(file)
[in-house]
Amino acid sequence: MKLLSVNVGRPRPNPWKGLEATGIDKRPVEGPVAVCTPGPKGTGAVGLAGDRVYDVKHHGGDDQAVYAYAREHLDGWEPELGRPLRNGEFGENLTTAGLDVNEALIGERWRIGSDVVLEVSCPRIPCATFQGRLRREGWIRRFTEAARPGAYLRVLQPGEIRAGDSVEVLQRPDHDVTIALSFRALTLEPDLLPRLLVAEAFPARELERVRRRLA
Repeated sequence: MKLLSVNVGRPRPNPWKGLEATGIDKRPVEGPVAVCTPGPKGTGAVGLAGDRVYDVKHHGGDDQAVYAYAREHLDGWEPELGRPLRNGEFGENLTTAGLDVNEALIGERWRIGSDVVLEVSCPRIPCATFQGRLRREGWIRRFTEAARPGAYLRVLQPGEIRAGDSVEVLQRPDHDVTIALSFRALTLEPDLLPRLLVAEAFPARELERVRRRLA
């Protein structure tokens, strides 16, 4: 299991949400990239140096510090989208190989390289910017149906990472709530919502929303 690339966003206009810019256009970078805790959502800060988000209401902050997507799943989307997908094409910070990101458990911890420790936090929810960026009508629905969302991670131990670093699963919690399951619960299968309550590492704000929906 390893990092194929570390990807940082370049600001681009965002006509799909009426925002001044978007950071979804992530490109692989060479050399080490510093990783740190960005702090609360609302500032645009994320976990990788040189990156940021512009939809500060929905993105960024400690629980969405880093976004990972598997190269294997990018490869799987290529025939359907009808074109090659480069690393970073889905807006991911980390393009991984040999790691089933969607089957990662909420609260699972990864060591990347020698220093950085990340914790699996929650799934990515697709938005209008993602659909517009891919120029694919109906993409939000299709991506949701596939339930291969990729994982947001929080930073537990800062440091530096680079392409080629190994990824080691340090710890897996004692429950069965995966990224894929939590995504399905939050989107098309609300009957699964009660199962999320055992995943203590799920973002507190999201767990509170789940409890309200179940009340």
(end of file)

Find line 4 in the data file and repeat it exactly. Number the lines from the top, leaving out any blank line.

């Protein structure tokens, strides 16, 4: 299991949400990239140096510090989208190989390289910017149906990472709530919502929303 690339966003206009810019256009970078805790959502800060988000209401902050997507799943989307997908094409910070990101458990911890420790936090929810960026009508629905969302991670131990670093699963919690399951619960299968309550590492704000929906 390893990092194929570390990807940082370049600001681009965002006509799909009426925002001044978007950071979804992530490109692989060479050399080490510093990783740190960005702090609360609302500032645009994320976990990788040189990156940021512009939809500060929905993105960024400690629980969405880093976004990972598997190269294997990018490869799987290529025939359907009808074109090659480069690393970073889905807006991911980390393009991984040999790691089933969607089957990662909420609260699972990864060591990347020698220093950085990340914790699996929650799934990515697709938005209008993602659909517009891919120029694919109906993409939000299709991506949701596939339930291969990729994982947001929080930073537990800062440091530096680079392409080629190994990824080691340090710890897996004692429950069965995966990224894929939590995504399905939050989107098309609300009957699964009660199962999320055992995943203590799920973002507190999201767990509170789940409890309200179940009340």